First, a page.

- The Washington Times - Wednesday, December 30, 2009

Akeem Ayers already knew what it was like to slip into the end zone on an interception return.

Rallying from a two-touchdown deficit in a bowl game, though, was something new.

The sophomore linebacker returned an interception 2 yards for a score in the fourth quarter of Tuesday’s EagleBank Bowl, lifting UCLA to a 30-21 victory over Temple before 23,072 at RFK Stadium.

“This was a big win for us, especially being down in the first half and coming back,” said Ayers, who also had nine tackles to secure the bowl’s MVP honor. “I’m not going to forget [that].”

Redshirt freshman Kevin Prince completed 16 of 31 passes for 221 yards and two touchdowns as UCLA (7-6) collected its first postseason victory since the 2005 Sun Bowl and secured a rewarding conclusion to coach Rick Neuheisel’s second season in Westwood.

Temple lost in its first bowl appearance since 1979 and finished 9-4 after playing the second half without star tailback Bernard Pierce, who was shelved when he reaggravated a shoulder injury. His absence hampered the Owls, whose offense sputtered without a brawny rusher who could easily handle RFK’s slippery, rock-hard sod.

The Bruins fared only a bit better on offense, instead relying on their defense and special teams to complete a rally from a 21-7 hole. Ayers capped the comeback when he anticipated Temple quarterback Vaughn Charlton’s screen to Joe Jones, stepped in front of the pass and took a step into the end zone for his second touchdown of the year.

“He came out of nowhere,” said Charlton, who was making his first start since Oct. 31.

UCLA made the two-point conversion, then stuffed the Owls on three downs on the ensuing possession. Temple’s snap soared over the punter and out of the end zone for a safety, bumping the Bruins’ edge to 30-21.

Temple never regained possession and instead was stuck watching UCLA celebrate a victory three time zones from home.

“The pendulum was sitting right in the middle,” Neuheisel said. “We were 6-6, and this was going to determine what kind of season we had in the eyes of a lot of people who don’t pay as close attention as maybe we do. Now we’re a winning team in 2009, and the expectations are going to take a notch forward.”

It made for a bittersweet moment for the Owls, whose fans packed the rickety lower bowl and savored the early charge toward matching the 1979 team as the only other 10-win outfit in school history. Charlton was sharp throughout the first half, completing 12 of 16 passes for 153 yards and a touchdown.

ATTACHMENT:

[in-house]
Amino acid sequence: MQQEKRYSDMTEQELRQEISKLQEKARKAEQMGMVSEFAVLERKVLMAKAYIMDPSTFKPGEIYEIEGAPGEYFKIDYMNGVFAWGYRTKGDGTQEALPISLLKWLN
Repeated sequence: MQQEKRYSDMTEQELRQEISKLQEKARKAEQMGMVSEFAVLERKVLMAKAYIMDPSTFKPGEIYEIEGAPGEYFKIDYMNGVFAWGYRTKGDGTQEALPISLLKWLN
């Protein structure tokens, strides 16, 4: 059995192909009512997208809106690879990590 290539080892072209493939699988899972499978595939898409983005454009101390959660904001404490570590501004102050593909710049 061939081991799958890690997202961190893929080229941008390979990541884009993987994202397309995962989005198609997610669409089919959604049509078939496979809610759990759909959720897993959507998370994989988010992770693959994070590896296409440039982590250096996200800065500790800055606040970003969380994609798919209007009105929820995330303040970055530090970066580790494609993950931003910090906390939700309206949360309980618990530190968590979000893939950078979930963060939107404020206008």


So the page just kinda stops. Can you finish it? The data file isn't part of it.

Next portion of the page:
But that was when he had the services of Pierce, who had 53 yards and a score before leaving. With Pierce gone and Matt Brown (83 yards) struggling with the slick conditions, Temple managed just 41 yards in the second half. Charlton was 1-for-7 for 6 yards in the final two quarters.

“When [Pierce] and Matt are in the offense, not only is the running game working inside and outside, but the play action is working,” Temple coach Al Golden said.

It was a disappointing conclusion to a breakout season in North Philadelphia, where Temple was long a football doormat. The Owls enjoyed their first winning season since 1990 - and signaled that a program that was 0-11 just four years ago is nothing like what it once was.

“It’s definitely come a long way,” said senior safety Dominique Harris, a D.C. native. “We went through a lot together. We went through a one-win season, four [wins] and then we just built up. It built up. To end it the way we did this season, we wish we could have won this game. At the end of the day, we did have a successful season, and it came from a lot of hard work, blood, sweat and tears.”

So, too, did the Bruins. As a result of the win, their long flight back to Los Angeles will be a spirited one. And if they have their way, it will be the first of many.

“I told the team in the locker room this is a start,” Neuheisel said. “We want to start collecting these wonderful trophies and memories that college football provides, and we look forward to that.”

• Patrick Stevens can be reached at pstevens@washingtontimes.com.

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